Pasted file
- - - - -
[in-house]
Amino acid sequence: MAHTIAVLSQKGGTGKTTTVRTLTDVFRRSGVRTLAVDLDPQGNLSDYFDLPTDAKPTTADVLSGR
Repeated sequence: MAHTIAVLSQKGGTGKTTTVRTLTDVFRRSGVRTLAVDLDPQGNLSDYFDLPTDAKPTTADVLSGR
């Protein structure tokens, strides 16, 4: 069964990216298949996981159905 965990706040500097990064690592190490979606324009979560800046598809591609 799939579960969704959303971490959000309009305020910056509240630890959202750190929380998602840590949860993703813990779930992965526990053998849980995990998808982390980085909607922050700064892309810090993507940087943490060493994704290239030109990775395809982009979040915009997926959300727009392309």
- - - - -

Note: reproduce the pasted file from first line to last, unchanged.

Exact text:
[in-house]
Amino acid sequence: MAHTIAVLSQKGGTGKTTTVRTLTDVFRRSGVRTLAVDLDPQGNLSDYFDLPTDAKPTTADVLSGR
Repeated sequence: MAHTIAVLSQKGGTGKTTTVRTLTDVFRRSGVRTLAVDLDPQGNLSDYFDLPTDAKPTTADVLSGR
């Protein structure tokens, strides 16, 4: 069964990216298949996981159905 965990706040500097990064690592190490979606324009979560800046598809591609 799939579960969704959303971490959000309009305020910056509240630890959202750190929380998602840590949860993703813990779930992965526990053998849980995990998808982390980085909607922050700064892309810090993507940087943490060493994704290239030109990775395809982009979040915009997926959300727009392309």